Oh Prairie Noodle Shop, you’ve done it again. You’ve gone and taken ramen, a traditional Japanese noodle dish, thrown it with locally souced ingredients and a sprinkle of magic to make yet another bowl. Was that too much? I’m not a journalist or writer so I don’t know how else to grab your attention. Here’s a picture.
I’m not a photographer either, but I think pictures do a better job. So what’s happening here? Prairie Noodle Shop held their second ramen pop-up last night, another 100 bowls to gauge Edmonton’s interest in ramen. Last time was the ultimate Alberta-inspired ramen bowl made with pork. Second time around, the gang at Prairie Noodle Shop (Arden and Terry) and the Get Cooking team at MacEwan University Residence Building made chicken ramen. Tickets were reserved in advance through Event Brite for a 6, 7, 8, and 9pm seating, a link was posted from their Twitter account at 8pm the week prior. I can honestly say, I felt like a 13 year old girl trying to get Justin Bieber concert tickets. Didn’t know if anybody else was feeling the same, but there I said it. Multiple refreshes, a brief panic attack, and a sigh of relief later, I had two tickets for the 6pm seating. And only eight minutes after my success, a hundred bowls were reserved. Seems like there’s at least ninety-nine others who might have felt the way I did! The lesson here: follow Prairie Noodle Shop on Twitter (@YEGNoodles) and on Instagram (@YEGNoodles) for updates! Follow me too while you’re at it. 🙂
Inspired by beer can chicken, here’s what’s new: the double broth is made up of in-house shoyu chicken stock with a tare composed of three kinds of toasted barley from Rahr Malting Company in Alix, Alberta, for an earthy flavor and substituting the beer in the “beer can chicken”, sweetened with honey from local beekeeper Jeff, from Doc Johnston’s Olde Time Honey in Josephburg, Alberta; their Prairie Noodle Shop dashi made up of konbu (dried seaweed), dried anchovies, bonito, and dried shrimp provided the classic umami flavor. The wonderful D’Arcy Meats in St. Albert provided the chicken, which was done three ways (much like the pork from the first pop-up): deep-fried glazed chicken wing, chicken thighs marinated in the tare and grilled, and a baked chicken skin crisp. Everything cooked to perfection. Flavorful. Moist. Crispy! Cute little pearl onions were pickled in beet juice and vinegar for a vibrant splash of colour, made lovingly by Terry, one of the geniuses behind Prairie Noodle Shop, and some lightly toasted kale for some extra smoky flavor. The two vegetable components were definitely unexpected but an amazing addition to the bowl, both in flavor and in texture.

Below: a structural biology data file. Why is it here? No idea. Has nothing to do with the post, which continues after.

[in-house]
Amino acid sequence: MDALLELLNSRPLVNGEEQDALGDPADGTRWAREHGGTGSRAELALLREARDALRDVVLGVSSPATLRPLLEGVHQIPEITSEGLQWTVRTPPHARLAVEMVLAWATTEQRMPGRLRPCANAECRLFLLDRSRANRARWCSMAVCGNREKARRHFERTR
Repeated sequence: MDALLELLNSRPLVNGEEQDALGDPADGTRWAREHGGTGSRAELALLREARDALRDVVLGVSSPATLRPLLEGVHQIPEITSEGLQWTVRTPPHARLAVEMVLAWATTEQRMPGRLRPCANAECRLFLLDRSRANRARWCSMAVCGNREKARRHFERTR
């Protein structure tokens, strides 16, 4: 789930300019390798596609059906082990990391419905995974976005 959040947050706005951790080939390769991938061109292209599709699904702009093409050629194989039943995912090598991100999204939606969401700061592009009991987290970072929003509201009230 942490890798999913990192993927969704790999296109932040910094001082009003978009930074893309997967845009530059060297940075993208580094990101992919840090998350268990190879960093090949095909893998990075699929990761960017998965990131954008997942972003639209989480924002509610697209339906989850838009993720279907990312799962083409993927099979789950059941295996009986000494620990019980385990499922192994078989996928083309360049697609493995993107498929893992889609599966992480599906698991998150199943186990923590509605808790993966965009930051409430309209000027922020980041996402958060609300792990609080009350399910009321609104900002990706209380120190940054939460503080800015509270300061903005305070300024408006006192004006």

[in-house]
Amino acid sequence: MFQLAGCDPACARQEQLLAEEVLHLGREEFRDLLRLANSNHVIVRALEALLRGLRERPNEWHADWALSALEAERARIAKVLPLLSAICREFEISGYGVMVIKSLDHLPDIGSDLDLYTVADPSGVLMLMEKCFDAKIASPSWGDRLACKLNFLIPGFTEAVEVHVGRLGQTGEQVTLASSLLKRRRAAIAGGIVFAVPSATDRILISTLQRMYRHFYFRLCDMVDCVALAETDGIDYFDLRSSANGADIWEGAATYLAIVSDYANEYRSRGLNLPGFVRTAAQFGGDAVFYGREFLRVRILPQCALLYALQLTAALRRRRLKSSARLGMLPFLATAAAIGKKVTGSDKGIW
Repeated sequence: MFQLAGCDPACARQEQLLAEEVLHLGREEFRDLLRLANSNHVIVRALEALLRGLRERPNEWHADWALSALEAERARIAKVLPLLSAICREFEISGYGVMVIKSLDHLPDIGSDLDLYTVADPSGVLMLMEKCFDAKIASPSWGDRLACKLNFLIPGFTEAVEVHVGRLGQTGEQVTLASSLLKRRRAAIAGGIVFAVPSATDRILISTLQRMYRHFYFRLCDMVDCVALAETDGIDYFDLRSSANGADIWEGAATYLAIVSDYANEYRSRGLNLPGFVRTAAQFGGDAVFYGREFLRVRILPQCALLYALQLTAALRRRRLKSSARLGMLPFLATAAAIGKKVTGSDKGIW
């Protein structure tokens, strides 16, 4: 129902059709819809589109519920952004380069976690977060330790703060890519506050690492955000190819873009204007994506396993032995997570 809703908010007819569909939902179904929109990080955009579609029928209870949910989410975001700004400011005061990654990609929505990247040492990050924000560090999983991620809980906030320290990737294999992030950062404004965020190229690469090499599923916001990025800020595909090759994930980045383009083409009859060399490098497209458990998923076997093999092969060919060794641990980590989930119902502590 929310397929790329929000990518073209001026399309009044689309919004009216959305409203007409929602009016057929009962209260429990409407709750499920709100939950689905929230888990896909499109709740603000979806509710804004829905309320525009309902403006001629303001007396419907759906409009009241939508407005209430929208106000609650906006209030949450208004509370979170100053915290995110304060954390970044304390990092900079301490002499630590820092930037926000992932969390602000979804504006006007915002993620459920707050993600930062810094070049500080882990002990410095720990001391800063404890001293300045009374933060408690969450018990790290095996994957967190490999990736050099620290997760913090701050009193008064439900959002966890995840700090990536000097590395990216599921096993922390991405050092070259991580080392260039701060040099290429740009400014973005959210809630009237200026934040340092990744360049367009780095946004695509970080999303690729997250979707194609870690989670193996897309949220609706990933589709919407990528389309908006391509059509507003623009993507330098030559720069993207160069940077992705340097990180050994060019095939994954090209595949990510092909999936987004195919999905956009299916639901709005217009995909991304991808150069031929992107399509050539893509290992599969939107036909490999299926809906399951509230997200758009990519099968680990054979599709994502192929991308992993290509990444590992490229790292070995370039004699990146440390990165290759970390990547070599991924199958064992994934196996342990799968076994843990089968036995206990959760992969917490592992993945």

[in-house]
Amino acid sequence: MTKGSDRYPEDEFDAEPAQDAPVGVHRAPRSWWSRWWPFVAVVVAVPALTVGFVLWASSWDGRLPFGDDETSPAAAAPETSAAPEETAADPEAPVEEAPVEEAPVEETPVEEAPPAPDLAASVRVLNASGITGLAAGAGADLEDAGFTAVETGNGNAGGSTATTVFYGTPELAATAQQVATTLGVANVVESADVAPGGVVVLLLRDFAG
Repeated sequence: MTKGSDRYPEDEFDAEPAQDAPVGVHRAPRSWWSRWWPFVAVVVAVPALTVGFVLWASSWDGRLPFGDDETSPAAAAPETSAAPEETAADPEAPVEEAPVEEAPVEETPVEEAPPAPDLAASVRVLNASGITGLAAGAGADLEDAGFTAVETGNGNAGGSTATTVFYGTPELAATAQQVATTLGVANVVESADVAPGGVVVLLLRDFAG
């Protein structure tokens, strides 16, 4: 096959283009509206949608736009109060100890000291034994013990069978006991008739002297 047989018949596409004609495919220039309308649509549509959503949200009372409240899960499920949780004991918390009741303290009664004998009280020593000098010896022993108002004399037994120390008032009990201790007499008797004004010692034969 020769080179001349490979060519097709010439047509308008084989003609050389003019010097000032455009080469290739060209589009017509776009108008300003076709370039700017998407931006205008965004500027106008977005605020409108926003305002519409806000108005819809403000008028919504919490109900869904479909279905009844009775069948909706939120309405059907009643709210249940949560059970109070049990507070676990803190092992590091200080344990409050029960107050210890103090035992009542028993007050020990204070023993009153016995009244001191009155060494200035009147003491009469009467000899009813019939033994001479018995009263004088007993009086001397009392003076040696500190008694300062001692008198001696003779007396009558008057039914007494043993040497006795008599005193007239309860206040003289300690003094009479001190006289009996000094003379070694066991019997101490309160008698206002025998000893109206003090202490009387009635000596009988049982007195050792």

The noodles still had a slight bite to them, same as before and made locally. The umeboshi egg (all praise the almighty egg) was perfectly executed, cured in salted Japanese plum mixture, giving a slight tang with every bite. I’m in love. Slightly ooey, gooey yolk, cooked whites. The egg is a big deal. Apparently they’re made in Arden’s home prior to the event… better install a good security system Arden. I’d break and enter for a tub of these eggs. Wait, did I say that out loud?
Okay, so the verdict! I would eat this bowl every day if I could. For real. Soooo yummy, heart-warming, and full of flavor, something I honestly didn’t expect (but probably should have) from a chicken ramen. Traditionally, they’re all pork. A great alternative for those who don’t eat pork or prefer chicken! Chef Stephen Baidacoff asked me which one I liked better, the first pop-up pork ramen bowl or the second. I hesitated for a moment, claiming I’d just come back to the (future) restaurant for the other bowl but he insisted. If I had to choose, I was dying, what would be the bowl. Well then, I choose chicken ramen. It’s just different! And the chicken was killer. #TeamChicken.
Great job Arden and Terry and the Get Cooking team! Next ramen pop-up will be sometime in late March 2015 to give the team some well-deserved time off with family and friends and to regroup. Although nothing is solidified, perhaps a housemade Tonkotsu or miso-base ramen is down the line, a challenge compared to the shoyu (soy-based) ramen they’ve been cooking up. A vegetarian ramen has also been suggested, anything and everything is up for consideration! Prairie Noodle Shop is now two for two in my books. They’ve got a new logo up and have plans to launch a website soon to better communicate with the masses. Love watching Prairie Noodle Shop grow! The next question really is… when will they open up a restaurant?! The people want ramen. Feel free to comment below, we can all start a petition. With two great ramen pop-ups for 2014, I’m ecstatic for the next one!Prairie Noodle Shop